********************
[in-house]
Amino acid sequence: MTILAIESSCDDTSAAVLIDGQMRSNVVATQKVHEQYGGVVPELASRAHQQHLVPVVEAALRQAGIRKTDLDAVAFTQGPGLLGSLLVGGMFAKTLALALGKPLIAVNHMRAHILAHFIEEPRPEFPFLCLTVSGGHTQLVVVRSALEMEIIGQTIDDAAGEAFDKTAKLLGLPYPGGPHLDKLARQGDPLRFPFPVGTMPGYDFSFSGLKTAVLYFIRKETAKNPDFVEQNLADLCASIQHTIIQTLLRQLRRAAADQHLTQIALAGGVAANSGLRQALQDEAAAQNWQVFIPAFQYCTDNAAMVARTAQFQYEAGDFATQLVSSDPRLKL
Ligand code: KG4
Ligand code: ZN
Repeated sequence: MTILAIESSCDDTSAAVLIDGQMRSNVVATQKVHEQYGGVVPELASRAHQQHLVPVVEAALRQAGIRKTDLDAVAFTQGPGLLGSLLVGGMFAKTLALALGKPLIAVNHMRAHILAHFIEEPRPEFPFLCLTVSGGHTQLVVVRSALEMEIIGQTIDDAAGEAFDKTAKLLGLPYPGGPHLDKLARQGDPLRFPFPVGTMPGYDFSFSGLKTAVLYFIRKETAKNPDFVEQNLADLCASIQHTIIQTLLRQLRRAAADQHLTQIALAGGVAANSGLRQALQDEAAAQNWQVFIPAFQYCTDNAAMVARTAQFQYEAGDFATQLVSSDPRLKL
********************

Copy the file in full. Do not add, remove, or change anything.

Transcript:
[in-house]
Amino acid sequence: MTILAIESSCDDTSAAVLIDGQMRSNVVATQKVHEQYGGVVPELASRAHQQHLVPVVEAALRQAGIRKTDLDAVAFTQGPGLLGSLLVGGMFAKTLALALGKPLIAVNHMRAHILAHFIEEPRPEFPFLCLTVSGGHTQLVVVRSALEMEIIGQTIDDAAGEAFDKTAKLLGLPYPGGPHLDKLARQGDPLRFPFPVGTMPGYDFSFSGLKTAVLYFIRKETAKNPDFVEQNLADLCASIQHTIIQTLLRQLRRAAADQHLTQIALAGGVAANSGLRQALQDEAAAQNWQVFIPAFQYCTDNAAMVARTAQFQYEAGDFATQLVSSDPRLKL
Ligand code: KG4
Ligand code: ZN
Repeated sequence: MTILAIESSCDDTSAAVLIDGQMRSNVVATQKVHEQYGGVVPELASRAHQQHLVPVVEAALRQAGIRKTDLDAVAFTQGPGLLGSLLVGGMFAKTLALALGKPLIAVNHMRAHILAHFIEEPRPEFPFLCLTVSGGHTQLVVVRSALEMEIIGQTIDDAAGEAFDKTAKLLGLPYPGGPHLDKLARQGDPLRFPFPVGTMPGYDFSFSGLKTAVLYFIRKETAKNPDFVEQNLADLCASIQHTIIQTLLRQLRRAAADQHLTQIALAGGVAANSGLRQALQDEAAAQNWQVFIPAFQYCTDNAAMVARTAQFQYEAGDFATQLVSSDPRLKL